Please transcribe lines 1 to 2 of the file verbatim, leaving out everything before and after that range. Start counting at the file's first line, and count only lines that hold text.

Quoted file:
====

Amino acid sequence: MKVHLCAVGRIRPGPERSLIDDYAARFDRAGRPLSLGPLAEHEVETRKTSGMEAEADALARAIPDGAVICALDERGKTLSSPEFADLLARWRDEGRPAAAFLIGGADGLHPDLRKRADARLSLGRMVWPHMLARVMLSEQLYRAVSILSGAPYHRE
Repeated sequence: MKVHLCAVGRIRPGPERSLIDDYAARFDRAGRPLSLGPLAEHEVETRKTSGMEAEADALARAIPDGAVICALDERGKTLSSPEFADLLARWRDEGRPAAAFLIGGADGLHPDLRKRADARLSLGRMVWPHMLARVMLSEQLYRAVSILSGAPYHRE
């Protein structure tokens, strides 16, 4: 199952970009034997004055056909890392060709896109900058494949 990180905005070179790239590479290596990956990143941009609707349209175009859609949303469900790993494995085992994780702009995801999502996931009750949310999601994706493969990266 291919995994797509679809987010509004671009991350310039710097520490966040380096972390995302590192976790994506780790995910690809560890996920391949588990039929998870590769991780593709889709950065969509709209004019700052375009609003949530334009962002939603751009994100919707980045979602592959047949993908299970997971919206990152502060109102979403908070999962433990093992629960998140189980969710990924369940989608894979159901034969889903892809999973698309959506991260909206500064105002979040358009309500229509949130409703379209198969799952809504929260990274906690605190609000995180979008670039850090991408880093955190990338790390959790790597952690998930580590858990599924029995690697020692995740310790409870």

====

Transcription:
Amino acid sequence: MKVHLCAVGRIRPGPERSLIDDYAARFDRAGRPLSLGPLAEHEVETRKTSGMEAEADALARAIPDGAVICALDERGKTLSSPEFADLLARWRDEGRPAAAFLIGGADGLHPDLRKRADARLSLGRMVWPHMLARVMLSEQLYRAVSILSGAPYHRE
Repeated sequence: MKVHLCAVGRIRPGPERSLIDDYAARFDRAGRPLSLGPLAEHEVETRKTSGMEAEADALARAIPDGAVICALDERGKTLSSPEFADLLARWRDEGRPAAAFLIGGADGLHPDLRKRADARLSLGRMVWPHMLARVMLSEQLYRAVSILSGAPYHRE